A heart murmur is an extra sound the heart makes when blood is flowing through the heart

A heart murmur is an extra sound the heart makes when blood is flowing through the heart (National Heart, Lung, Blood Institute [NHLBI], n.d.) Some murmurs are innocent and some can be related to a heart defect (NHLBI, n.d.). Heart murmurs are diagnosis by grades (U.S. National Library of Medicine, 2019). The grades are from 1-6 1-6 being the lowest sound heard and 6-6 being the loudest hear (NHLBI, 2019).

In the scenario presented the NP diagnosed a grade 2 heart murmur. Due to the grading and the presents of no other abnormal findings there would be no need for further investigation. It is vital for the NP to evaluate the family history and any signs and symptoms presented that would indicate further work is necessary (Healthy Children, 2015).  History of check pain, dizziness, fainting or shortness of breath would indicate abnormal finding (Healthy Children, 2015).  An innocent heart murmur would still need to be continued to be monitored annually to make sure it does not change.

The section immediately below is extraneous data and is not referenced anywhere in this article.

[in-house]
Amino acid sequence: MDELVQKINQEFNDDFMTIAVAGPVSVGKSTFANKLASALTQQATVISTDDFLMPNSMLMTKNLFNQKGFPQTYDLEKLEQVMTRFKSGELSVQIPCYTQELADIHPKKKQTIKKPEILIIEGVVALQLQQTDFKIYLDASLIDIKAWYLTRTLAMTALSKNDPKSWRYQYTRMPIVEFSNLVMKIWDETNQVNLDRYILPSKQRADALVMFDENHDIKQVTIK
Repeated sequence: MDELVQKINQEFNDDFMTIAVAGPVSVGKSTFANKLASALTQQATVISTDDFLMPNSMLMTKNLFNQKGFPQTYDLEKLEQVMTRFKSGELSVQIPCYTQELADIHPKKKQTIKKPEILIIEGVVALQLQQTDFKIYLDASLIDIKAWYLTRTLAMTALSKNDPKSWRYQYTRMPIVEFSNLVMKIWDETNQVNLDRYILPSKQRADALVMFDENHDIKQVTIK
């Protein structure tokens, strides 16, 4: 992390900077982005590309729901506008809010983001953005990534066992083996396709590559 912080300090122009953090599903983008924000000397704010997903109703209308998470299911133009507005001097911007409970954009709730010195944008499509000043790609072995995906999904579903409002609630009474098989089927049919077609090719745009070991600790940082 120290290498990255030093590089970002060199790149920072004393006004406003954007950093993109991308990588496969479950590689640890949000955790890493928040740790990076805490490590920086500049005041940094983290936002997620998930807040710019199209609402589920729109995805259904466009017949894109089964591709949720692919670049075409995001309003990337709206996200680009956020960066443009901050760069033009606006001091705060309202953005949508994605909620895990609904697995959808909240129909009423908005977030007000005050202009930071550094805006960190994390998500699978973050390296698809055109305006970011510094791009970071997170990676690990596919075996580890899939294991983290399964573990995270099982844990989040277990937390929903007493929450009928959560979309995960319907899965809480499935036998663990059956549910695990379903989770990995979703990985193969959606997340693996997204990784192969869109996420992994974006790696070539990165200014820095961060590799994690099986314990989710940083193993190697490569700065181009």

For heart murmurs grade three and greater the proper treatment would be to refer to a pediatric cardiologist (Ritz, 2017). Heart murmurs can be related to congenital heart defects (Huether & McCance, 2017). Heart murmurs can be related to aortic septal defects (ASD) which are most common (Huether & McCance, 2017). Heart Murmurs can also be seen with valve disorders (Ritz, 2017). When a grade 3 or high heart murmur is found performing other tests will become necessary such as electrocardiogram, echocardiogram (Cardio Smart, 2012). A cardiac catheterization or surgery may also need to be performed to correct the defect (Cardio Smart, 2012).


Cardio Smart American College of Cardiology. (2012). Heart murmur topic overview. Retrieved from: https://www.cardiosmart.org/Healthwise/zx14/63/zx1463

Healthy Children. (2015). Sudden cardiac death. What is it? Retrieved from: https://www.healthychildren.org/English/health-issues/injuries-emergencies/sports-injuries/Pages/Sudden-Cardiac-Death.aspx

Huether, S. E., & McCance, K. L. (2017). Understanding pathophysiology (6th ed.). St. Louis, MO: Mosby

National Heart, Blood, Lung Institute [Nhlbi]. (n.d.). Heart murmur overview. Retrieved from: https://www.nhlbi.nih.gov/health-topics/heart-murmur

Ritz, S.B. (2017). Heart murmurs. What are heart murmurs? Retrieved from: https://kidshealth.org/en/parents/murmurs.html?WT.ac=p-ra#catbody-basics


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